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Showing posts from January 9, 2011

Marx and the two removes

Last year, I did a rather hasty reading of the chapter on circulation work in Capital, Chapter six. In thinking about homo economicus, I’ve returned to chapters five through seven and thought more seriously about Marx’s analysis – his counter-magic - here. For Marx, in writing these chapters, is taking aim at an idea that took root in Mill and has now blossomed, abundantly, in every apology for the insane incomes of CEOs that one finds strewn across the pages of the mainstream economists today. Marx, in one of those dense/light passages in which he specialized (in which the heavy machinery of his concepts seems, at the same time, to be making the moves like Fred Astaire showboating), wrote, in Chapter 5: The circulation time [Umlaufszeit – orbital time] of Capital thus puts limits overall on its production time, and thus its valorization process. And actually it puts these limits on the latter in relation to its own duration. [-R:that is, the duration of circulation time] This can va

the interstices

In a letter to a friend that serves as the preface to Francois Laye’s French translation of Book of Disquiet, Pessoa writes that “life bothers me almost noiselessly, in little sips, by the interstices.” Pessoa’s heteronym, Bernardo Soares, whose reflexions constitute the Book of Disquiet, is, like Pessoa, a clerk and a poet. I’ve already broached the juxtaposition of commerce and poetry in my previous post. The literature of the clerk is created in the interstices of the system of world trade. The Daoist element in modernism consists in looking, with a poet’s consciousness, upon the clerk’s routine. ‘I know very well that the day when I am named the chief accountant of the firm Vasques and Company will be one of the great days of my existence. I know it with a bitter and ironic anticipation, but also with that intellectual advantage of a certitude.” In contrast to this note of the deepest resignation – the resignation of Kierkegaard’s Knight of Faith, whose life is consciously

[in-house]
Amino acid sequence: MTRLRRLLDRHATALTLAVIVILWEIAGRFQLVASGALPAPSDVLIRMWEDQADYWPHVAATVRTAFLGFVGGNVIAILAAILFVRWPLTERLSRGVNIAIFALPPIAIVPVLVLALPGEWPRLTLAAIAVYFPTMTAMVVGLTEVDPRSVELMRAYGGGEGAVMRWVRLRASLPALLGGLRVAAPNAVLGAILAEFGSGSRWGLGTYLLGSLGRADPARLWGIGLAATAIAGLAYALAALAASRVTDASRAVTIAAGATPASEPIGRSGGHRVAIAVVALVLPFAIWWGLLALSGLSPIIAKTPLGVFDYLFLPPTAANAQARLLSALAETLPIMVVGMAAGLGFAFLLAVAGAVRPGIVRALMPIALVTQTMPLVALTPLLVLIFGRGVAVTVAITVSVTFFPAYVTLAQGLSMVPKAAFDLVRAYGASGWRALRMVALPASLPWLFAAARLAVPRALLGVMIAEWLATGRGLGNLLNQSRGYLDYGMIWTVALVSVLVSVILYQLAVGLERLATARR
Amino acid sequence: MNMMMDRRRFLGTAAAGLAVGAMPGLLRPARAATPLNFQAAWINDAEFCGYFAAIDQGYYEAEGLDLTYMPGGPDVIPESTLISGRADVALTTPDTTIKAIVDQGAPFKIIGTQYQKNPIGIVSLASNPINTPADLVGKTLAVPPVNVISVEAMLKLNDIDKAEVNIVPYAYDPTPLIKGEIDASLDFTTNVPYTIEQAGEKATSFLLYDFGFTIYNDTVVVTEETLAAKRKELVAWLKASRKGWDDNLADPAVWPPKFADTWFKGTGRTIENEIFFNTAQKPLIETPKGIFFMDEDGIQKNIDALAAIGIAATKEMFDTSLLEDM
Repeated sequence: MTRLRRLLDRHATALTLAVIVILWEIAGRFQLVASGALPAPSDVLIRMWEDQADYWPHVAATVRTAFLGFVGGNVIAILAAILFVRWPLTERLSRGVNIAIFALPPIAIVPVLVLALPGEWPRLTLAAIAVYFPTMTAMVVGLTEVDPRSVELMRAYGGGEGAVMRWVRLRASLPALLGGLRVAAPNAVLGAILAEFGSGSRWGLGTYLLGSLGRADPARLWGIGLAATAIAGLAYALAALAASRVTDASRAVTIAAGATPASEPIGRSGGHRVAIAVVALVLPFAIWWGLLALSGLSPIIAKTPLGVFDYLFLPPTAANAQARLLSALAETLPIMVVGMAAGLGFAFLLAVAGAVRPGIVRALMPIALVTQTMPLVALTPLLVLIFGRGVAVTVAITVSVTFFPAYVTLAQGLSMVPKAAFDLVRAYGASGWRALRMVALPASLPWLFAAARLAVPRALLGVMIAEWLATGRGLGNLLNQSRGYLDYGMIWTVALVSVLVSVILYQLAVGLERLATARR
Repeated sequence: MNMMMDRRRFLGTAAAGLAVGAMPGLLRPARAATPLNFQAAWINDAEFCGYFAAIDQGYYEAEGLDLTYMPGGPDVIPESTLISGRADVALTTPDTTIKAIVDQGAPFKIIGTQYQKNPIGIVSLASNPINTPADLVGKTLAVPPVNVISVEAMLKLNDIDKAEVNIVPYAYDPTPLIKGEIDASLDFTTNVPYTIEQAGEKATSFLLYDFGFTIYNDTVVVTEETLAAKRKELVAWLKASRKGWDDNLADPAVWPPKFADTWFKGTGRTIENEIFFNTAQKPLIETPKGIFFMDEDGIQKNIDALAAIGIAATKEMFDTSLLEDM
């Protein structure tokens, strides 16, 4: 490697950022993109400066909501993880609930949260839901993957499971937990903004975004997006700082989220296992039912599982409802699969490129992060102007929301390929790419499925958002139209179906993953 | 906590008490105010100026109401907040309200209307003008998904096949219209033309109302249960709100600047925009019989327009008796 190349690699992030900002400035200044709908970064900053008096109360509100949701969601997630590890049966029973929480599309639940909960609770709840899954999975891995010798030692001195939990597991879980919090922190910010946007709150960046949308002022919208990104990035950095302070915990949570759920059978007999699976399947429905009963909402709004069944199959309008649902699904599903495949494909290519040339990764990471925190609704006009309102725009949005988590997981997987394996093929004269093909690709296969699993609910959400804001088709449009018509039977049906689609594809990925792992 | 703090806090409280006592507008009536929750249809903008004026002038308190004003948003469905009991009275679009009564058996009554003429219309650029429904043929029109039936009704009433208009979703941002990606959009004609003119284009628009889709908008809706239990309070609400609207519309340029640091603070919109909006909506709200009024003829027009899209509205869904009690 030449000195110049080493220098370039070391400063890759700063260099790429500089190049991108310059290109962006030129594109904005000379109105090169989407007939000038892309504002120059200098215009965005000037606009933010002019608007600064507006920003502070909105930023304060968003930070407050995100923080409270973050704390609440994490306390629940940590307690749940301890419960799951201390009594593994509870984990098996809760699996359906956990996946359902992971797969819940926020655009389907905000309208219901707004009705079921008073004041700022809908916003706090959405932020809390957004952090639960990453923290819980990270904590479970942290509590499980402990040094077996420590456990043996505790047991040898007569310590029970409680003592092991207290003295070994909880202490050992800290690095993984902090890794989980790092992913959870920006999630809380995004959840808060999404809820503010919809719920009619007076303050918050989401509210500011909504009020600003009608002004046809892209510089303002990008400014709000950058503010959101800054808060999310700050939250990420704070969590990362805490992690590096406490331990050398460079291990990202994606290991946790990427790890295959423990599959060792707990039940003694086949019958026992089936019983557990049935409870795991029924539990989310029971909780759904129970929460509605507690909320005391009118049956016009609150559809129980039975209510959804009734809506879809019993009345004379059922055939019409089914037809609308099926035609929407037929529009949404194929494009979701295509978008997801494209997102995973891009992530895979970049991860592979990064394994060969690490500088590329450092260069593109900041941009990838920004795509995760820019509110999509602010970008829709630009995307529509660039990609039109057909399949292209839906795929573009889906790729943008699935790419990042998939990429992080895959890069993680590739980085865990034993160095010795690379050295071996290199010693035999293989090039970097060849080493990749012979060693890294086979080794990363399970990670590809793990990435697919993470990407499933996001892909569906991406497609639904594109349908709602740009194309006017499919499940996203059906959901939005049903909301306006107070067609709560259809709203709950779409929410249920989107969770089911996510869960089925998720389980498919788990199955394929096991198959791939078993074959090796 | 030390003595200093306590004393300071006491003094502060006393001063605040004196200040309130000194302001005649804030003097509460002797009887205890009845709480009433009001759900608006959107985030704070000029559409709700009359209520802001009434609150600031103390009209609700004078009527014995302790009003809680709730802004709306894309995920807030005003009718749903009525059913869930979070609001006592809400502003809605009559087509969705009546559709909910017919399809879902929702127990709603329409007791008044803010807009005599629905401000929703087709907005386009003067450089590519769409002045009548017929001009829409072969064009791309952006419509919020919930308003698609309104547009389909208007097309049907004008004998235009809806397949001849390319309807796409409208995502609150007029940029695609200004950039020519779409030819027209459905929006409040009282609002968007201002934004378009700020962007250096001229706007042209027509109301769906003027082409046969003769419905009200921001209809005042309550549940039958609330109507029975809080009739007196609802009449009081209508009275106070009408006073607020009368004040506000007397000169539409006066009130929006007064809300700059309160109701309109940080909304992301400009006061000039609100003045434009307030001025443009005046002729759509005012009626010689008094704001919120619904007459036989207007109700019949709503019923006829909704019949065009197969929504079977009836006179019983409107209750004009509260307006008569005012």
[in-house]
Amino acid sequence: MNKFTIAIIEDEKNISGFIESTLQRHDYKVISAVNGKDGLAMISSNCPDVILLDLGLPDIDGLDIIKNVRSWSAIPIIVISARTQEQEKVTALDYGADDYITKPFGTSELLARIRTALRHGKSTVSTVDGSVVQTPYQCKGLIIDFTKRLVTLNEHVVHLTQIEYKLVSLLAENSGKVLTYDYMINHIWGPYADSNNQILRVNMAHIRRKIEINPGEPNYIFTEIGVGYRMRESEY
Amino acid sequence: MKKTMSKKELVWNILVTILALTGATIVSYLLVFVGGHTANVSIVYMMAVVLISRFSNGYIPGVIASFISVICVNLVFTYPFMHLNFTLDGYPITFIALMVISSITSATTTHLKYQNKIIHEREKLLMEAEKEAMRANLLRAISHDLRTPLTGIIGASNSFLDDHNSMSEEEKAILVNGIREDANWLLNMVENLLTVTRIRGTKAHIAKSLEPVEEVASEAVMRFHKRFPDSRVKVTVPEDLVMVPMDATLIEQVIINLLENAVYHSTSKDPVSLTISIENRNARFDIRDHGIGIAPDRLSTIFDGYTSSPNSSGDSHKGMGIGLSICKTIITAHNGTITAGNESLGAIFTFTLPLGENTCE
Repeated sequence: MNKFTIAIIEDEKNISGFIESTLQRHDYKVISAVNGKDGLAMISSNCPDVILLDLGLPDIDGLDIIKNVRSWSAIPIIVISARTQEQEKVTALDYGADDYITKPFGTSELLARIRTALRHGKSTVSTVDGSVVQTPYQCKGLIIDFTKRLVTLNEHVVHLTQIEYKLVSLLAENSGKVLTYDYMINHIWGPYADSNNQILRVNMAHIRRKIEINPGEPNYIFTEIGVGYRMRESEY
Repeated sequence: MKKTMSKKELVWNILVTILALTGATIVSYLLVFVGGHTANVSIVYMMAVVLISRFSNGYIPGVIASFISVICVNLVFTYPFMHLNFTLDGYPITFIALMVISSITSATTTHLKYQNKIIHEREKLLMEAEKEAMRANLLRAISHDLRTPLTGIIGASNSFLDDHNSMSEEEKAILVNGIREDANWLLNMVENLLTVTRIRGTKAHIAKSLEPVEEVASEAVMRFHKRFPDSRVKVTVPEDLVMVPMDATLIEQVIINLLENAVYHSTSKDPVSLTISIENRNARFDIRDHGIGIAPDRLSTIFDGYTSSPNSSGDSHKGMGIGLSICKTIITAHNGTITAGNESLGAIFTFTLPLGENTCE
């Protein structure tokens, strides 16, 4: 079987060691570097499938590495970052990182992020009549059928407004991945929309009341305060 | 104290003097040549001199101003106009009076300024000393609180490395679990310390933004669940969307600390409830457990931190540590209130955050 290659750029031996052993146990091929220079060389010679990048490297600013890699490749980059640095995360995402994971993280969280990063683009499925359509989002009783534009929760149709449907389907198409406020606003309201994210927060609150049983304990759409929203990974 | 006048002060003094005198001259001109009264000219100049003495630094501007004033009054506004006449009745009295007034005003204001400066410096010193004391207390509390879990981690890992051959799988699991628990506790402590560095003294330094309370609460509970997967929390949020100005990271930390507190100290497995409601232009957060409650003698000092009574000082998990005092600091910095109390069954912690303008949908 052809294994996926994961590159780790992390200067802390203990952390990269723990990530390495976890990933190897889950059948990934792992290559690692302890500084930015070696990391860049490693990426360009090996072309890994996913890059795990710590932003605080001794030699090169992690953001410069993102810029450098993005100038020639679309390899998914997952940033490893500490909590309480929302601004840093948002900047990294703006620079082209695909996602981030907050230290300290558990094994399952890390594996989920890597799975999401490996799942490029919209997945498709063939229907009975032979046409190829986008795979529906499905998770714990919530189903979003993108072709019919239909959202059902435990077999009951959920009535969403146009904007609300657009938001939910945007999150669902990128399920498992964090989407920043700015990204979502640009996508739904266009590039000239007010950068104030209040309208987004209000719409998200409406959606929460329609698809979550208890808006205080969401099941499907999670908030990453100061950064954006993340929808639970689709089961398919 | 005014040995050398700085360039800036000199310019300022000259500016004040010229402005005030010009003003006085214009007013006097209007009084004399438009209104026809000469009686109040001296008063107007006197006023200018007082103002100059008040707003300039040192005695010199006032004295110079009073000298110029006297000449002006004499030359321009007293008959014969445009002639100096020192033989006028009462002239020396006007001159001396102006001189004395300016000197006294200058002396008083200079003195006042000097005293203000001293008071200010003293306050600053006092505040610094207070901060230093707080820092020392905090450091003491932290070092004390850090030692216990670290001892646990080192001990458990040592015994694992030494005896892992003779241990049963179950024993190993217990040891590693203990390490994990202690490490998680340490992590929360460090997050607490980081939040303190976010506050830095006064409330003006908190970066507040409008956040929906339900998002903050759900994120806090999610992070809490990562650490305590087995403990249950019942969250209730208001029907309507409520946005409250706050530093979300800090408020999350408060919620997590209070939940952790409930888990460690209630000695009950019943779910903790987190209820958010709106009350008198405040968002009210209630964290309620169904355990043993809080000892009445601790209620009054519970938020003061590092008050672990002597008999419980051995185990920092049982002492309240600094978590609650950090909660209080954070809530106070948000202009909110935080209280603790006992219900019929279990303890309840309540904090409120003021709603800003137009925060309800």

I prefer not to

I was talking with A. last night about what I call clerk literature – or wastepaper basket literature. I hope she likes this post. There is a lineage that goes from Lichtenberg’s Scribble book through Lamb, Baudelaire’s Fusées, Rozanov, Pessoa, and – supremely – Kafka, whose request to Brod to burn his papers was, as it were, a request from this history itself, over and above Kafka’s personality. The principle holding this literature together was enunciated by Bartleby – I prefer not to. This is, in the universe of the clerk, equivalent to Lucifer’s non serviam – it ties together the two elements of the scribble and the institution. If we can speak of an institutional consciousness, it is always a consciousness of the system. Jack Goody, in The Domestication of the Savage Mind, notices the importance of the list in all early writing that has been found in the Mesopotamia. Goody divides lists into three types: the list that is a catalogue of names, events and offices, which he calls a